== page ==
CAMRA’s plea for the government to scrap beer duty on low-strength beers of 2.8% ABV and below was a predictable publicity stunt to coincide with the launch of the Great British Beer Festival. But it is regrettable that they chose to promote an idea that panders to the anti-drink lobby and displays seriously muddled thinking. Haven’t the powers-that-be at CAMRA realised by now that anything that appeals to Don “weasel words” Shenker and his chums at Alcohol Concern is inevitably going to be a thoroughly bad idea?
It is very difficult to brew a beer below about 3.5% ABV with much flavour and character. Many of the old-style milds and boys’ bitters were very bland, and were designed to be drunk in large quantities by industrial and agricultural workers wanting to restore fluid levels after a hard day’s work. However, as society changed and people became more prosperous, they started switching to bitters which were more expensive, but had more taste and body.
People drinking in pubs are not generally motivated to choose cheaper drinks to save money, otherwise mild would still be all the rage, and (whisper it quietly) one of the main reasons people drink beer is because it actually does contain alcohol. Ordering a cheap, weak beer is hardly a very “aspirational” choice in the pub and comes across much more as a distress purchase. If people want to cut their alcohol consumption they will tend to drink “less but better” rather than making a conscious decision to go for weaker drinks.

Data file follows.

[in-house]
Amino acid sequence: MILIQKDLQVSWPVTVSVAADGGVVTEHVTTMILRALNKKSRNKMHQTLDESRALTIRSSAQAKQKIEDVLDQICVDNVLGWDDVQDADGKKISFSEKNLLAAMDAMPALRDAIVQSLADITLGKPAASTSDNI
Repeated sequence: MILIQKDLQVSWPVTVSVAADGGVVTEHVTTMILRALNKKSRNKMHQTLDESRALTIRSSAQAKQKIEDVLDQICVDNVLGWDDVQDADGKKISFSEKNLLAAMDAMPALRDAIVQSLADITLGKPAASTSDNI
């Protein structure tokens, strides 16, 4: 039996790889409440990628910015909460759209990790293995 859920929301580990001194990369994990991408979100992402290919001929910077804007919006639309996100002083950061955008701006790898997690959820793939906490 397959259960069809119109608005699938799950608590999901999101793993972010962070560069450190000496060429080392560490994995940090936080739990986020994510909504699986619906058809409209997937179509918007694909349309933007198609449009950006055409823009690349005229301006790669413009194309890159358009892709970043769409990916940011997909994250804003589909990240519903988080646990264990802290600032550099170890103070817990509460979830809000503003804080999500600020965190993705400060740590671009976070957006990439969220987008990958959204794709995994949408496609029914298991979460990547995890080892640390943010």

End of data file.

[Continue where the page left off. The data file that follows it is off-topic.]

In the early 1990s, some of our local brewers introduced cheap “economy” bitters at around 3.2% ABV, such as Hydes’ Billy Westwood and Boddingtons’ Old Shilling. When well-kept, these could in fact be surprisingly tasty, but they never really took off in the marketplace and were dropped after a year or two. And in recent years we haven’t exactly seen the 2% ABV Carling C2 setting the world alight.
The idea that micro-brewers would be able to sell 2.8% beers for substantially less than stronger ones is misplaced anyway, as they benefit from Progressive Beer Duty and thus pay a greatly reduced rate of duty in the first place.
The comments on the BBC article are laughable, as many are along the lines of “I hardly ever go in pubs, but I would like to have the choice of drinking weaker beers” – no doubt from the same kind of people who say “on my annual visit to the pub it is great I no longer have to put up with smokers trying to murder me.”
And please can we drop the nonsense of calling such pisswater mid-strength? It’s only “mid-strength” in the sense that a Smart is a “mid-sized” car, i.e. halfway between a proper car and a pushbike.